There are some people who look at an ongoing problem and think, “what a shame.” There are others who look and think, “I’m not going to let that go unchallenged. I’m going to do something about it.”
AJ, founder of the homelessness charity Ruf Us is one of the latter. She identified a lack of charities in Adelaide providing hands-on services to homeless people.
“I had done the work informally for years,” AJ says. “But then I started to get media interest and that brought on a lot of offers to further my work, and so that was when I formalised a charity in October of 2010.”
Every Saturday Ruf Us, pronounced “Roof-us”, hits the streets of Adelaide and provides goods such as meals, toiletries, clothing, and street swags for homeless people.
AJ states, “The women often have issues with feminine hygiene products. So we try and address those issues as well.”
Assistance from Ruf Us does not stop once a homeless person has left the streets.
“When someone is housed, whether they have been homeless or the women and children are victims of domestic violence, the social workers ring us and we outfit and furnish the houses for those people.
“That means collecting all those items for distribution back to those people. We provide home support, we provide food support. Sometimes we will assist in a relatively small way with bills such as water, electricity, gas, rental assistance as well.”
"The Advertiser was going to report on the murder of a homeless person in Adelaide, but killed the story in favour of one about a lottery-winner..."
AJ says that someone is not able to turn his or her life around unless they have a home. “One can’t go to work, or function without the necessary requirements for housing.”
The history of the charity’s name is a combination of two things. Firstly of the fundamental right to housing, as enshrined in Article 25 of the United Nations Universal Declaration of Human Rights, and secondly, a tribute to AJ’s son, who wanted to be called “Rufus” as a child.
AJ describes the process of forming a charity as “amazingly complex.”
“It’s a legal procedure which then involves ATO approvals and it’s actually quite costly to go through that process and then of course we are bound by significant legislation and requirements. And then fulfil the requirements to be able to call ourselves a charitable trust.”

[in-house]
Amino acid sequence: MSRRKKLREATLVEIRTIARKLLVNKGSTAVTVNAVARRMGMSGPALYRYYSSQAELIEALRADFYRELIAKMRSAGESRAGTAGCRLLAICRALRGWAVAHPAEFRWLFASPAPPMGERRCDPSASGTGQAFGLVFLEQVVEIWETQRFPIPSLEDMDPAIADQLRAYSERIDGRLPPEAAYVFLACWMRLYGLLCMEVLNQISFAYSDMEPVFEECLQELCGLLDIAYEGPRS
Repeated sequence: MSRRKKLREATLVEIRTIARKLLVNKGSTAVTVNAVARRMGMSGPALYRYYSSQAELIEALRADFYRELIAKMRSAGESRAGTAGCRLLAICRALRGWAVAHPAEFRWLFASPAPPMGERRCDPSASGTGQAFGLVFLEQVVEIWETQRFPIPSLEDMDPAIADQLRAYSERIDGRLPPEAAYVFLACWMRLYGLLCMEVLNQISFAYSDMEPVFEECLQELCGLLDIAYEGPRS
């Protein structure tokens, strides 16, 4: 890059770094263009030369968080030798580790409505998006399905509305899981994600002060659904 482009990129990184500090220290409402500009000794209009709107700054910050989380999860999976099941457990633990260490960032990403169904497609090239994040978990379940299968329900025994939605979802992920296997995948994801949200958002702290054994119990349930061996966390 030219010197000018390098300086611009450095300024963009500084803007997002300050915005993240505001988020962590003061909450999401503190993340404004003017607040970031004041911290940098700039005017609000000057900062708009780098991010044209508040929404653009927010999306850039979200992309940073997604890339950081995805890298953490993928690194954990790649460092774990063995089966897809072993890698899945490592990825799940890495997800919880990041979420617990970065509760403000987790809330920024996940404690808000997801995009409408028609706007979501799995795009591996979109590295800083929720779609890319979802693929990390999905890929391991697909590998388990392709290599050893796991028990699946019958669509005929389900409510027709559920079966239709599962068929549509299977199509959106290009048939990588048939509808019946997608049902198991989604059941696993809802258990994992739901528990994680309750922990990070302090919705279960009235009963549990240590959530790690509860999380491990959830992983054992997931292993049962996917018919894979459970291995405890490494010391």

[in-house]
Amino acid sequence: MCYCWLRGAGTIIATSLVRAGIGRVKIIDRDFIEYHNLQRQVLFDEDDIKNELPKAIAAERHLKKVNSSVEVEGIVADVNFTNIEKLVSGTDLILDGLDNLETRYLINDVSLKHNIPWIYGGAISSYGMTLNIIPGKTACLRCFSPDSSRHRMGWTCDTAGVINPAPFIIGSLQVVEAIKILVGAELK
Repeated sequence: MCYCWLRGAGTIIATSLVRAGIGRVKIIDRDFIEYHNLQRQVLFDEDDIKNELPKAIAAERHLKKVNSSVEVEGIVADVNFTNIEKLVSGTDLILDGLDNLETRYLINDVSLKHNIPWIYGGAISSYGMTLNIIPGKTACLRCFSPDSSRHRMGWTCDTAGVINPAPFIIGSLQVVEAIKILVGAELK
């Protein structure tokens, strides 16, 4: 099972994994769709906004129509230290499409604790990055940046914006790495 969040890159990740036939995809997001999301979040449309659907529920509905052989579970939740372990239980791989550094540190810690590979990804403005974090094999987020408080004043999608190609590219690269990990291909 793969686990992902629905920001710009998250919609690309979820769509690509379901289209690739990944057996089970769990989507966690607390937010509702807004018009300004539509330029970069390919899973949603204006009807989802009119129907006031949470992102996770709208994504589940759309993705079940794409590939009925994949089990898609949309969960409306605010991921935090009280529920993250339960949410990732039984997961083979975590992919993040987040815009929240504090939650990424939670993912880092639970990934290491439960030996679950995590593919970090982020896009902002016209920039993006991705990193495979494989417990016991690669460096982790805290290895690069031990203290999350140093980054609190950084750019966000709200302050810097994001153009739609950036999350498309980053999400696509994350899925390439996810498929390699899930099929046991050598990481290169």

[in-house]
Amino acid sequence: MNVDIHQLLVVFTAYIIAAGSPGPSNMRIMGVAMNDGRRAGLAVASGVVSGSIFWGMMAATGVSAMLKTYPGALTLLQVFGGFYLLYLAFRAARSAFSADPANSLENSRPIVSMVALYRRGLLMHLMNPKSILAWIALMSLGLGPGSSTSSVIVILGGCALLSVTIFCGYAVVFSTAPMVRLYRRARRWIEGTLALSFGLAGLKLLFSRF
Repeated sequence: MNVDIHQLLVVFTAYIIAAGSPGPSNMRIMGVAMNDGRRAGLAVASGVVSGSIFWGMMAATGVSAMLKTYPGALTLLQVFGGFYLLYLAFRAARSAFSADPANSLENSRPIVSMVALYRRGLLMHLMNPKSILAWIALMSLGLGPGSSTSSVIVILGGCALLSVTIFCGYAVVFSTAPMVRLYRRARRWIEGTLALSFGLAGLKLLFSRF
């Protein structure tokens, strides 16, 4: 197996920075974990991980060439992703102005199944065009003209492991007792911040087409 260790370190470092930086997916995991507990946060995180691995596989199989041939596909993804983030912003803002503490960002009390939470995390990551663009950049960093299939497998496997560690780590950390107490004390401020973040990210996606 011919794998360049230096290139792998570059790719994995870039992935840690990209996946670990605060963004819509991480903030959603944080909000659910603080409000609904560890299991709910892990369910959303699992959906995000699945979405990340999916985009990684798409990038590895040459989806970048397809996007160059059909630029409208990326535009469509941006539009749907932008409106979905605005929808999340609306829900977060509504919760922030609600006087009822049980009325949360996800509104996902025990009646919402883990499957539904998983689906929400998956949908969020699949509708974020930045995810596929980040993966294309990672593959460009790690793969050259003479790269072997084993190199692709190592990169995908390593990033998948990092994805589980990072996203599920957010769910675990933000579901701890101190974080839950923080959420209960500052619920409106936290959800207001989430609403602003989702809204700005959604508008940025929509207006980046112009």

The reasons why people are homeless are also wide and varied, according to AJ.
“49 per cent of people become homeless due to mental illness and there is certainly a shortfall of mental health services in this country. So that’s a very big factor.
“Many more become homeless through changes in financial circumstances, which has become a big issue particularly since the GFC.”
The media hasn’t always been a helpful medium when trying to shine light on the problems homeless people face. AJ describes the time when South Australian newspaper The Advertiser was going to report on the murder of a homeless person in Adelaide, but killed the story in favour of one about a lottery-winner buying a house that once belonged to a famous footballer.
“I was extremely disappointed in that. That was my, well, I call them my ‘street family’, my ‘sons and daughters’. A lot of them call me ‘mum’. And that was the second of my ‘sons’ who had died in twelve months.
“He died as a result of injuries sustained in the south parklands. He was on life support for six days before it was turned off. I was approached four times by The Advertiser for comment, but then didn’t appear.”
Along with helping the homeless, AJ is also a professional public speaker on the subject of homelessness, as well as working with other anti-homelessness charities.
“I do a lot of public speaking, because I’m very, very keen to raise awareness and to educate people.”
AJ also explains that “we do a lot of liaison. We try and support other organisations and charities, sometimes with donations of goods that aren’t appropriate for us. We like to pass those on.”
More information about Ruf Us can be found at the organisation’s website.